34. 34. and solutions offered by Airport CDM. Instructors will be in overall control of the day-to-day project co- should be fully trained on the Airport CDM concept, ordination and will report to a Project Steering Com- and have credits via the Instructor Course provided mittee composed of each partner’s representatives. by EUROCONTROL. The Program Manager will maintain an action/decision register to enable tracing of all decisions taken by the project committee, or within the project. With the organisation structure in place, the next step will be to develop a multi partner project management The contents of the PMP should be selected from the plan, and assign staff to the described functions. following indicative list, on the understanding that lo- 2.5 Programme and Project Management cal requirements will determine the final contents: I Once all partners involved have indicated their willing- I ness to implement the selected functionality, a com- Scope (the outline of the project) Objectives (Specific, Measurable, Achievable, Relevant and Time-oriented) mon multi-partner Program (or Project) Management I Plan (PMP) will be created, which organises all activi- A description of the phases of the project (Concept, Development, Execution Termination) ties, projects, and planning. It is important to get all I Projects and Project Management partners to sign up to an agreed version of the PMP so I Risk Management that everyone has a common reference document. I Quality Management I Work Packages (who is responsible for work and Î The PMP should be developed based on when and how it is to be delivered) best project management practices, such I Work Breakdown Structure (WBS) as those defined by the non profit Project I Deliverables Management Institute ( I Communication plan I Finance and Funding I Partners and resources While all partners participate on a voluntary basis, one should be appointed as program manager, with the aim of ensuring the setting up of the PMP with the A responsibility assignment matrix can be used to help of all partners involved. The main responsibility identify the roles and responsibilities of each partner of the Program Manager will be to ensure the plan is throughout the project. executed within time and budget. A work breakdown structure (WBS) will detail a list of work packages, including the inter-dependency be- appoint an Airport CDM Program Manager tween each of them, required to achieve the overall to manage all the organisational aspects. Î It is important that the partners agree and project objective. Each work package will be defined using a standard description template, for example: The Program or Project Manager could be one of the main partners or from an independent, neutral I Person responsible organisation focusing only on overall program and I Objectives project management activities. The Program Manager I Duration 2-8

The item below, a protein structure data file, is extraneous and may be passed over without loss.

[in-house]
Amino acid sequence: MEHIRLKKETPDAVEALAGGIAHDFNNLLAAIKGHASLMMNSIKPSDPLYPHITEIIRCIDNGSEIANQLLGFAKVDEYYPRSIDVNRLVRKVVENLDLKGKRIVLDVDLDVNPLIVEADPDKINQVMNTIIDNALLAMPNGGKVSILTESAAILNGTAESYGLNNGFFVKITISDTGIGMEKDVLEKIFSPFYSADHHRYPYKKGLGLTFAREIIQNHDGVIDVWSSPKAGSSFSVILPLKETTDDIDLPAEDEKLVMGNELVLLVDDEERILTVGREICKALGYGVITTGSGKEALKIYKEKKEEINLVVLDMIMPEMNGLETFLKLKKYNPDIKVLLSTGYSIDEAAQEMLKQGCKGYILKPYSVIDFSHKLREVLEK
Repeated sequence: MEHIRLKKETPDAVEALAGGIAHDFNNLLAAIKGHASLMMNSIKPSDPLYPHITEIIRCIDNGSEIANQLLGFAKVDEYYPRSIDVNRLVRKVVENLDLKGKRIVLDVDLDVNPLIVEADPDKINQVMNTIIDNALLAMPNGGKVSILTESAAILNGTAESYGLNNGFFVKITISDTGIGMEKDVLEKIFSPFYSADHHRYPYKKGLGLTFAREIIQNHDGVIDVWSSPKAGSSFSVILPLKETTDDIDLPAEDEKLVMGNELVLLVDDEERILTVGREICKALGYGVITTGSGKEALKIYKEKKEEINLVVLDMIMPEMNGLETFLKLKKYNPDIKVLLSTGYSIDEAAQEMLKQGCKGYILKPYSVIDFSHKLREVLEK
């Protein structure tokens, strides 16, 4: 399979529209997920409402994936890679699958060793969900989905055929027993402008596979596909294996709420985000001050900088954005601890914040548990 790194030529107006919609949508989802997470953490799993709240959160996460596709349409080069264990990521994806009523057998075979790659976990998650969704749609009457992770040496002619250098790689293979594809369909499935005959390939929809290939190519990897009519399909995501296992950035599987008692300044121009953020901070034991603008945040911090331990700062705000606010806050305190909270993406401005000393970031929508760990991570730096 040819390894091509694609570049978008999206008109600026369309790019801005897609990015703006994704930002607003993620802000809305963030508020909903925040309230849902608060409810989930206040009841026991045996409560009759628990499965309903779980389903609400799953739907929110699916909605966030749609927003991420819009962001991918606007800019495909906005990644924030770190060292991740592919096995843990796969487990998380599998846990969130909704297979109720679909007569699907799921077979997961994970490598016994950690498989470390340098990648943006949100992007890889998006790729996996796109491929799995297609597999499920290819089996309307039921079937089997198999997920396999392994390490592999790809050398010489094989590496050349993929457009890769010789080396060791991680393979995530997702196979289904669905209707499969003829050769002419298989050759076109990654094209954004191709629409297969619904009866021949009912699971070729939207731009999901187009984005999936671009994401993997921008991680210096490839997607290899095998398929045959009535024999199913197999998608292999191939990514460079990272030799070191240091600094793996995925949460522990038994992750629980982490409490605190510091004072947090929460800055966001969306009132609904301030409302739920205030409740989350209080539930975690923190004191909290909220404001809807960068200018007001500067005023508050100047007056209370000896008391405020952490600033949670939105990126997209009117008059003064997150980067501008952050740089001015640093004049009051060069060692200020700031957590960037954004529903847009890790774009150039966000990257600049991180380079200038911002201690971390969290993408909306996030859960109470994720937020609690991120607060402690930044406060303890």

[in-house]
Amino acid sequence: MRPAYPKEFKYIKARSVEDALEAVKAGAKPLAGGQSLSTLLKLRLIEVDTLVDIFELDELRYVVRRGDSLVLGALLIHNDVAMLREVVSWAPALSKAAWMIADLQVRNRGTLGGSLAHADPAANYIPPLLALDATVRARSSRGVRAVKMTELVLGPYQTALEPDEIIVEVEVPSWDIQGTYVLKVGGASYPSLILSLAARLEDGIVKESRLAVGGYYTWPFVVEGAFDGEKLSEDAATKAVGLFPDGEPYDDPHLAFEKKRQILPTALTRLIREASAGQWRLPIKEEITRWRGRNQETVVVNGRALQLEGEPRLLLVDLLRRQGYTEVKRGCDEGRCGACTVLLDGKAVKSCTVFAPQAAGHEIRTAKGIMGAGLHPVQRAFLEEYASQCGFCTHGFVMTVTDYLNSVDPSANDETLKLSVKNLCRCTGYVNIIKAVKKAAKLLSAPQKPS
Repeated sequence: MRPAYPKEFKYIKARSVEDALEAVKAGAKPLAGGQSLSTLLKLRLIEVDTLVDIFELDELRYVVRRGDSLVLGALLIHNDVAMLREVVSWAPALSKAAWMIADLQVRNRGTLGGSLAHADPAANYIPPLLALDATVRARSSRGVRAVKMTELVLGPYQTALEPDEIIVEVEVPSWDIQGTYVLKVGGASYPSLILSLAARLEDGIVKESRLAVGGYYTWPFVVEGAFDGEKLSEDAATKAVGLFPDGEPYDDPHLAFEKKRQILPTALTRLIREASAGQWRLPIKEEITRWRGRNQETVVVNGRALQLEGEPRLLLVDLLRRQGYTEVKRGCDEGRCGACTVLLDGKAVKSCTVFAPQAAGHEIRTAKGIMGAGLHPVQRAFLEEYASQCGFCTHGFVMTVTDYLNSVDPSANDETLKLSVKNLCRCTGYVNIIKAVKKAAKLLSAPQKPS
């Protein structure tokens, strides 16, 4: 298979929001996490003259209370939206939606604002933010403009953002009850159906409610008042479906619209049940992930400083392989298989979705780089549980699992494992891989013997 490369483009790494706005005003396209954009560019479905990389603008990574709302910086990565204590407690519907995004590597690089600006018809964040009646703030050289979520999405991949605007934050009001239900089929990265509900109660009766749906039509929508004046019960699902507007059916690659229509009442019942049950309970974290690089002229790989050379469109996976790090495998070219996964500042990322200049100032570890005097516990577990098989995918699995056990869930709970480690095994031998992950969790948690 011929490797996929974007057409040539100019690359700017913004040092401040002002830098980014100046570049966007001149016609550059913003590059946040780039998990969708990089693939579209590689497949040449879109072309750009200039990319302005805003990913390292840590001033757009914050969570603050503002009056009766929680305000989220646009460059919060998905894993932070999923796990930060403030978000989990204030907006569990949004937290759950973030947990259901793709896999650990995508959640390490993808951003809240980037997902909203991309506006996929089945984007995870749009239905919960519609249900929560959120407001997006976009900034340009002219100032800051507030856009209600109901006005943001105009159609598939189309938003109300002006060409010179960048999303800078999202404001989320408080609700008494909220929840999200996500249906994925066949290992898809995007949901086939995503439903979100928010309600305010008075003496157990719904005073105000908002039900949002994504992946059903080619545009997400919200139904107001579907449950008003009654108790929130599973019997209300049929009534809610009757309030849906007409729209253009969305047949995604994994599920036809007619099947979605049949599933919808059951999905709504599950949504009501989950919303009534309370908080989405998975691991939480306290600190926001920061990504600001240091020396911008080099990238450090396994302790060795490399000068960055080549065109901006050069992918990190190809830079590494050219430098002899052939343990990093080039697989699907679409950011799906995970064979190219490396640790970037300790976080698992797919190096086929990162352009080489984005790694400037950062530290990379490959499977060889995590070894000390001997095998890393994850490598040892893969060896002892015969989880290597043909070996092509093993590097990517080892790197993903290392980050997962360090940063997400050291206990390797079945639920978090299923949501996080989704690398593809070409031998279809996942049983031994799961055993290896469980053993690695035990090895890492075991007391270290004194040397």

35. 35. 2. SETTING UP AN AIRPORT CDM PROJECT I Principal activities Finally, at the end of the project, a project close out I Inputs activity is to be foreseen to review the overall project I Outputs achievement and compare it to the initial project ob- I Indicator of success (KPIs) jectives. I Risks WP00 Project management Once the WBS, timing and costing have been final- WP01 Task1 ised, the project execution can start. A “rolling wave” WP02 Task2 principle will be applied whereby the PMP will be re- WPXX Project close out viewed on a regular basis to ensure the overall ob- Figure 5: Example of Project Work Breakdown Structure jective is still implemented within time and budget. If change is required to the PMP, then a new version of 2.6 Implementation order of Airport CDM Concept Elements the PMP will be agreed by all of the signatories. Person responsible Objectives As explained in Chapter 1, the most important aim of Duration Airport CDM is to improve efficiency, punctuality and Principal activities predictability. This is achieved through better deci- Inputs sions based on more accurate and timely information. Outputs The improved quality of this information also enables Indicator of success increased flexibility and efficiency. Risks It is essential to achieve a common situational aware- Figure 4: Task description ness for all partners by making full use of commonly A project risk register must be set up and maintained agreed responsibilities and procedures. In order to identifying the major project risks, the likelihood of the ensure the continued high quality of decisions, a per- risks occurring and the likely impact of the risk (see formance monitoring system should be established. also Chapter 4). A mitigation action will be identified In order to facilitate such a monitoring system for and the WBS will be adapted accordingly (e.g. fore- consistent and interoperable implementation at mini- see some buffer time between some tasks or identify mum development cost, a number of Airport CDM backup supplier for critical resources). Concept Elements have been defined (Chapter 3) that meet the following criteria: A quality management approach shall also be identified, commencing with standard review procedures I Involve a decision of documents and document change control proce- I Result in an operational improvement dures in accordance with ISO9000. A Communica- I Involve the appropriate airport partners tion Plan must be developed identifying who needs I Are supported by agreed rules and procedures to know what information about the project and its I progress. It will also identify performance indicators Are based on shared information of the same quality level to be monitored and communicated. 2-9